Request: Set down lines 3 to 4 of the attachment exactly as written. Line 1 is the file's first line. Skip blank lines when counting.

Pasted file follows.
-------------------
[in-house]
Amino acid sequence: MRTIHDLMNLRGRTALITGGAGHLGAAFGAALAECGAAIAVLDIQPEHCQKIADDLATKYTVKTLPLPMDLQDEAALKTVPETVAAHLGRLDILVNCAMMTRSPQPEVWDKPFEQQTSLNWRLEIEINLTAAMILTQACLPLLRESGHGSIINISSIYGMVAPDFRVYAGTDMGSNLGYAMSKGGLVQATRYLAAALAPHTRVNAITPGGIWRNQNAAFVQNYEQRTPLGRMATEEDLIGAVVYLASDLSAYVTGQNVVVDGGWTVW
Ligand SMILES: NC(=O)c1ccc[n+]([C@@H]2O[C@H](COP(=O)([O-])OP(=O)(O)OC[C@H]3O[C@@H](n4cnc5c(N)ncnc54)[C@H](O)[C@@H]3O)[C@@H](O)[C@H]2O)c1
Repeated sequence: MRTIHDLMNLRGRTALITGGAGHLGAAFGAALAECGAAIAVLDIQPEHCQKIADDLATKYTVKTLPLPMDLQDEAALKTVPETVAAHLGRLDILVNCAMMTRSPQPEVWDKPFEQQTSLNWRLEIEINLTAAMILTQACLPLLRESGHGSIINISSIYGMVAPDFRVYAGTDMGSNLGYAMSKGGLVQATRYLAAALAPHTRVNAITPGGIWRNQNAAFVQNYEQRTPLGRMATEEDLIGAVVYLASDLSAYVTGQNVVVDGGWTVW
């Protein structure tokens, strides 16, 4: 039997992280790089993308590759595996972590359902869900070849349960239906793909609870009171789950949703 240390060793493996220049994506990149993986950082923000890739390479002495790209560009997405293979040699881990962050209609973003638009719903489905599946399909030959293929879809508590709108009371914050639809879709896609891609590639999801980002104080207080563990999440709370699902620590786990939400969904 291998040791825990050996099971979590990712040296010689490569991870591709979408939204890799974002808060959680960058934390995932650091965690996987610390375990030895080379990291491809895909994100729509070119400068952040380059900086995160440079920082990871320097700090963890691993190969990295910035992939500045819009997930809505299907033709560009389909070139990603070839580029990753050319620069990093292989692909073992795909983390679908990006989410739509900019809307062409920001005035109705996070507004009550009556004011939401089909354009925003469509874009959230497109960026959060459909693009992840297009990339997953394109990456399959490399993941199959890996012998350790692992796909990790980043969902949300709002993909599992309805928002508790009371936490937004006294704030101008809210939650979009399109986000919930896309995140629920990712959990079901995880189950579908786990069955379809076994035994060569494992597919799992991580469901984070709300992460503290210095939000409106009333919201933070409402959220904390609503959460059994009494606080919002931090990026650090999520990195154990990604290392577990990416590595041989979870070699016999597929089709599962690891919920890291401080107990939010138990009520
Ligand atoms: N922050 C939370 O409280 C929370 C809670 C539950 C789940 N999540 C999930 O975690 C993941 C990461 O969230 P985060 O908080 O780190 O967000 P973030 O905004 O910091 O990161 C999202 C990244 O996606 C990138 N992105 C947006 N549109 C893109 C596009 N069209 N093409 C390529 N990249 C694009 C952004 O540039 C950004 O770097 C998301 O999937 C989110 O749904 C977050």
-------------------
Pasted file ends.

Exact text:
Ligand SMILES: NC(=O)c1ccc[n+]([C@@H]2O[C@H](COP(=O)([O-])OP(=O)(O)OC[C@H]3O[C@@H](n4cnc5c(N)ncnc54)[C@H](O)[C@@H]3O)[C@@H](O)[C@H]2O)c1
Repeated sequence: MRTIHDLMNLRGRTALITGGAGHLGAAFGAALAECGAAIAVLDIQPEHCQKIADDLATKYTVKTLPLPMDLQDEAALKTVPETVAAHLGRLDILVNCAMMTRSPQPEVWDKPFEQQTSLNWRLEIEINLTAAMILTQACLPLLRESGHGSIINISSIYGMVAPDFRVYAGTDMGSNLGYAMSKGGLVQATRYLAAALAPHTRVNAITPGGIWRNQNAAFVQNYEQRTPLGRMATEEDLIGAVVYLASDLSAYVTGQNVVVDGGWTVW